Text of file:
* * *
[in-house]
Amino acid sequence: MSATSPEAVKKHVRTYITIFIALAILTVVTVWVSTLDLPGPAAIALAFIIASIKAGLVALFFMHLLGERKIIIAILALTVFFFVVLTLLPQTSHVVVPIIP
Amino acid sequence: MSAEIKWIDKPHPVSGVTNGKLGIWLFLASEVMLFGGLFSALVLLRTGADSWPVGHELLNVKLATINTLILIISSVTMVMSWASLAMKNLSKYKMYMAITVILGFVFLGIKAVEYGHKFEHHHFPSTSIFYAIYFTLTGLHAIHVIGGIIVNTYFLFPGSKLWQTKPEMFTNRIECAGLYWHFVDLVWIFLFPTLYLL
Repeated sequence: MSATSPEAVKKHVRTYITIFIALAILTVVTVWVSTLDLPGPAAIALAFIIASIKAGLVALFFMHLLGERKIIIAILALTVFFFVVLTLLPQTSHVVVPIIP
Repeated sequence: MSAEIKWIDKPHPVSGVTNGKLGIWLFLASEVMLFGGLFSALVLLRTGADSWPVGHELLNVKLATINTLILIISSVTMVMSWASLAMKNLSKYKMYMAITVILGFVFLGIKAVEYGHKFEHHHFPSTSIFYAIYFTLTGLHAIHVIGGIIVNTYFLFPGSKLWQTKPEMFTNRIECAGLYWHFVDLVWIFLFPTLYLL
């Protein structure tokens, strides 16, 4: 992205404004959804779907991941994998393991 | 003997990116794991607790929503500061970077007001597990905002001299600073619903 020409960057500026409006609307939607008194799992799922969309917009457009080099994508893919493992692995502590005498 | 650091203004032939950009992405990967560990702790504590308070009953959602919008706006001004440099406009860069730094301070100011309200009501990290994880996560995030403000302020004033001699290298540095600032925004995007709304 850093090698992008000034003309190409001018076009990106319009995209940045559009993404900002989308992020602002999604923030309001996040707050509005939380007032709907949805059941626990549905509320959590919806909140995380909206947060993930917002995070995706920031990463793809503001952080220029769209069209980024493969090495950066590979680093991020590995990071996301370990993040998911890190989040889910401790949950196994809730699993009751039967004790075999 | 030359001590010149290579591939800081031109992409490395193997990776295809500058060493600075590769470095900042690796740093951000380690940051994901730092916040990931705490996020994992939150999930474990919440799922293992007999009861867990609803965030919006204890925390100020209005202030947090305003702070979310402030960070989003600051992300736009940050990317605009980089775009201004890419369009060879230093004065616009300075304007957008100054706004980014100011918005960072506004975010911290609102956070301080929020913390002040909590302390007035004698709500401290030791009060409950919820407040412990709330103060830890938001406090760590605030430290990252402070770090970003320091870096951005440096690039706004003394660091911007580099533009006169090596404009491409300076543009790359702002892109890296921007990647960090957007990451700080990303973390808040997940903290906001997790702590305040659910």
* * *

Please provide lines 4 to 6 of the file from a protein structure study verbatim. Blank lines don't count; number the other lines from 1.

Repeated sequence: MSATSPEAVKKHVRTYITIFIALAILTVVTVWVSTLDLPGPAAIALAFIIASIKAGLVALFFMHLLGERKIIIAILALTVFFFVVLTLLPQTSHVVVPIIP
Repeated sequence: MSAEIKWIDKPHPVSGVTNGKLGIWLFLASEVMLFGGLFSALVLLRTGADSWPVGHELLNVKLATINTLILIISSVTMVMSWASLAMKNLSKYKMYMAITVILGFVFLGIKAVEYGHKFEHHHFPSTSIFYAIYFTLTGLHAIHVIGGIIVNTYFLFPGSKLWQTKPEMFTNRIECAGLYWHFVDLVWIFLFPTLYLL
């Protein structure tokens, strides 16, 4: 992205404004959804779907991941994998393991 | 003997990116794991607790929503500061970077007001597990905002001299600073619903 020409960057500026409006609307939607008194799992799922969309917009457009080099994508893919493992692995502590005498 | 650091203004032939950009992405990967560990702790504590308070009953959602919008706006001004440099406009860069730094301070100011309200009501990290994880996560995030403000302020004033001699290298540095600032925004995007709304 850093090698992008000034003309190409001018076009990106319009995209940045559009993404900002989308992020602002999604923030309001996040707050509005939380007032709907949805059941626990549905509320959590919806909140995380909206947060993930917002995070995706920031990463793809503001952080220029769209069209980024493969090495950066590979680093991020590995990071996301370990993040998911890190989040889910401790949950196994809730699993009751039967004790075999 | 030359001590010149290579591939800081031109992409490395193997990776295809500058060493600075590769470095900042690796740093951000380690940051994901730092916040990931705490996020994992939150999930474990919440799922293992007999009861867990609803965030919006204890925390100020209005202030947090305003702070979310402030960070989003600051992300736009940050990317605009980089775009201004890419369009060879230093004065616009300075304007957008100054706004980014100011918005960072506004975010911290609102956070301080929020913390002040909590302390007035004698709500401290030791009060409950919820407040412990709330103060830890938001406090760590605030430290990252402070770090970003320091870096951005440096690039706004003394660091911007580099533009006169090596404009491409300076543009790359702002892109890296921007990647960090957007990451700080990303973390808040997940903290906001997790702590305040659910």